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Reservoir Modeling 6000 Feet of Gross Fluvial Section, Pinedale Tight Gas Field, Wyoming

Chapin, Mark A.1; Diomampo, Gracel 1; Ugueto, Gustavo 1; Roach, Hampton 1; Fleming, Carolyn 1
1 Shell, Denver, CO.

The giant Pinedale gas field, Green River Basin, Wyoming produces from a 5000-6000 ft interval of the Upper Cretaceous and Lower Tertiary. The reservoir comprises discontinuous, lenticular fluvial sands intercalated with overbank sand, silt and mud. Typical porosities for the field are <12% with permeability in the micro-darcy range. A typical well may have 50 channel sand packages, bundled into 15-20 artificial frac stages and commingled. Modeling to date has focused on the interaction of complex fluvial sand geometry with artificial hydraulic fractures, increasing pore pressure with depth, and variable water saturation. Although natural fractures have been recognized, their demonstrable impact to production is localized.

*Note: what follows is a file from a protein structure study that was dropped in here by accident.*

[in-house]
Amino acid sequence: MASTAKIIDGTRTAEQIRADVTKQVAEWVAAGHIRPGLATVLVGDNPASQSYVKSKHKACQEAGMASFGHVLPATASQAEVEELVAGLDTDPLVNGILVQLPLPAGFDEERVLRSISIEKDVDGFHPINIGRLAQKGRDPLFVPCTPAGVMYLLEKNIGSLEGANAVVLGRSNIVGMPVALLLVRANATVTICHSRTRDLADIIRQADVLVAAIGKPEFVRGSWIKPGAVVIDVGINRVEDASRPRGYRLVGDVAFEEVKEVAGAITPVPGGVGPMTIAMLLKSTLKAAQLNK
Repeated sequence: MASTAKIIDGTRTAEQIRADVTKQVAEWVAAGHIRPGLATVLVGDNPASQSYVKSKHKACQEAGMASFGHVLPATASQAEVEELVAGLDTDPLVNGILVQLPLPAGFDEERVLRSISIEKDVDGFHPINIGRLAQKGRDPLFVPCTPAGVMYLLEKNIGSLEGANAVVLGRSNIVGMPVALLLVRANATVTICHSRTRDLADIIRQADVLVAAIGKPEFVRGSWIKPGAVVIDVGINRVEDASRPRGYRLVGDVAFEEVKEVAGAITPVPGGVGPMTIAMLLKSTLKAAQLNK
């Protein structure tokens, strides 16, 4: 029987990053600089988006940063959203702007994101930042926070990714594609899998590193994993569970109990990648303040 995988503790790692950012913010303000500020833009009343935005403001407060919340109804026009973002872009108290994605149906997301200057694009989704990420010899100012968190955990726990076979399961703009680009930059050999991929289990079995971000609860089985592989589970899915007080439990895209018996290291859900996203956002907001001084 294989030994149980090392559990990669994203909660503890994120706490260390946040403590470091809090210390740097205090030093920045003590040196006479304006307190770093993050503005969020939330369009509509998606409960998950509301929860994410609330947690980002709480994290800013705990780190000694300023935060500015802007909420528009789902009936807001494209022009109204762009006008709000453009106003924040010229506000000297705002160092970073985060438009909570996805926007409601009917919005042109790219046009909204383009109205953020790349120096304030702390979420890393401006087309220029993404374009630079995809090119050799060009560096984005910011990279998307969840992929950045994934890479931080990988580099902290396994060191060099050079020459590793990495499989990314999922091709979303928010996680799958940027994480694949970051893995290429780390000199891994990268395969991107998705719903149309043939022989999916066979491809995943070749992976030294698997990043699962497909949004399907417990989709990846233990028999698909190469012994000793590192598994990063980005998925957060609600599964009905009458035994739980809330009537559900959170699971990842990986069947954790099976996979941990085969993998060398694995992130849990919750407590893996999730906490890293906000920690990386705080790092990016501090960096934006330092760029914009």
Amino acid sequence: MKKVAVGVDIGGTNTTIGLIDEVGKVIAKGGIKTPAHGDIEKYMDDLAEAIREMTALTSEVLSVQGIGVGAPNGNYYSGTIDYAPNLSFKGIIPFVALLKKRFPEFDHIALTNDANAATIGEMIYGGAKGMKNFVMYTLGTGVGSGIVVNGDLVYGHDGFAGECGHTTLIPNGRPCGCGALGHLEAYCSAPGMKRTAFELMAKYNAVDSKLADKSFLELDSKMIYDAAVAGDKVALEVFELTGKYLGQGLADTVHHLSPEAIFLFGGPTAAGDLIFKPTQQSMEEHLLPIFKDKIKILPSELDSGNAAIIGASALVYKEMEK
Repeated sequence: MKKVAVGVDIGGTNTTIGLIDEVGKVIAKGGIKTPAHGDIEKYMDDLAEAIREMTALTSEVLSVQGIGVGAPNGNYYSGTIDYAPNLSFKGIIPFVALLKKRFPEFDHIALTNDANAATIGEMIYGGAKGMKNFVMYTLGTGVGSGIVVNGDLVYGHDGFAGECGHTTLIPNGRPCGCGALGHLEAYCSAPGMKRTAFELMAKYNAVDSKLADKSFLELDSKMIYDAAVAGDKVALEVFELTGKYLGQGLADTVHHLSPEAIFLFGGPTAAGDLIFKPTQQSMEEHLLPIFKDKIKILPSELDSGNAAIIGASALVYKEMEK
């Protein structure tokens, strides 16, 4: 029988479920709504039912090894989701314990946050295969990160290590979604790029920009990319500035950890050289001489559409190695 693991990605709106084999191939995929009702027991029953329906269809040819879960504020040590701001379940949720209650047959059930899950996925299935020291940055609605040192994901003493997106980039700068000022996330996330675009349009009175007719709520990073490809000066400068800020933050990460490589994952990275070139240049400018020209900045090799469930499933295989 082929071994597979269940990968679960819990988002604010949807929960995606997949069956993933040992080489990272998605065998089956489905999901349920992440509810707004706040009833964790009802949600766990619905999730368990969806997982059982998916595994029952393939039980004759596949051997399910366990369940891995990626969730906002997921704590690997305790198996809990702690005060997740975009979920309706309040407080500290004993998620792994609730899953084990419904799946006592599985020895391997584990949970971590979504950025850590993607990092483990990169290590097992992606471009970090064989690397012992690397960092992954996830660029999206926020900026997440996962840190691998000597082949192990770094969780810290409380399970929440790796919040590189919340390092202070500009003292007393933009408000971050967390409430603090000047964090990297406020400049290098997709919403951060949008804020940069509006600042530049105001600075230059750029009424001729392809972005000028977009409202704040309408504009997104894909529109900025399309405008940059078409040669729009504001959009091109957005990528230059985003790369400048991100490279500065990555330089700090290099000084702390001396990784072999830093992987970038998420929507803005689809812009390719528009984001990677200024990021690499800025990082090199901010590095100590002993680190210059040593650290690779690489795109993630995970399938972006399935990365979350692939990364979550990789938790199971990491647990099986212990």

Despite significant compaction and cementation, we can demonstrate good correspondence of core and log petrophysical properties to facies. Because of this, it is desirable to use facies to populate reservoir models. A multi-step approach was used to populate small (< one square mile) “sector” models of different parts of the field. Logs were used to determine facies via neural nets and petrophysical cutoffs. Facies were distributed via object modeling, then petrophysical properties were distributed within facies using sequential Gaussian simulation.

Gross channel ribbons and bars objects were placed first, guided by interpolated V-shale - a proxy for sand correlation. Detailed facies bodies were then distributed within those elements. Because net/gross, sand thickness, sand correlation, and overbank character change throughout the section, different zones were modeled using different body dimensions. Acceptable history matches were attained despite the architectural complexity using production data, bottom hole pressure, PLTs and distributed permanent pressure gauges.

 

AAPG Search and Discovery Article #90090©2009 AAPG Annual Convention and Exhibition, Denver, Colorado, June 7-10, 2009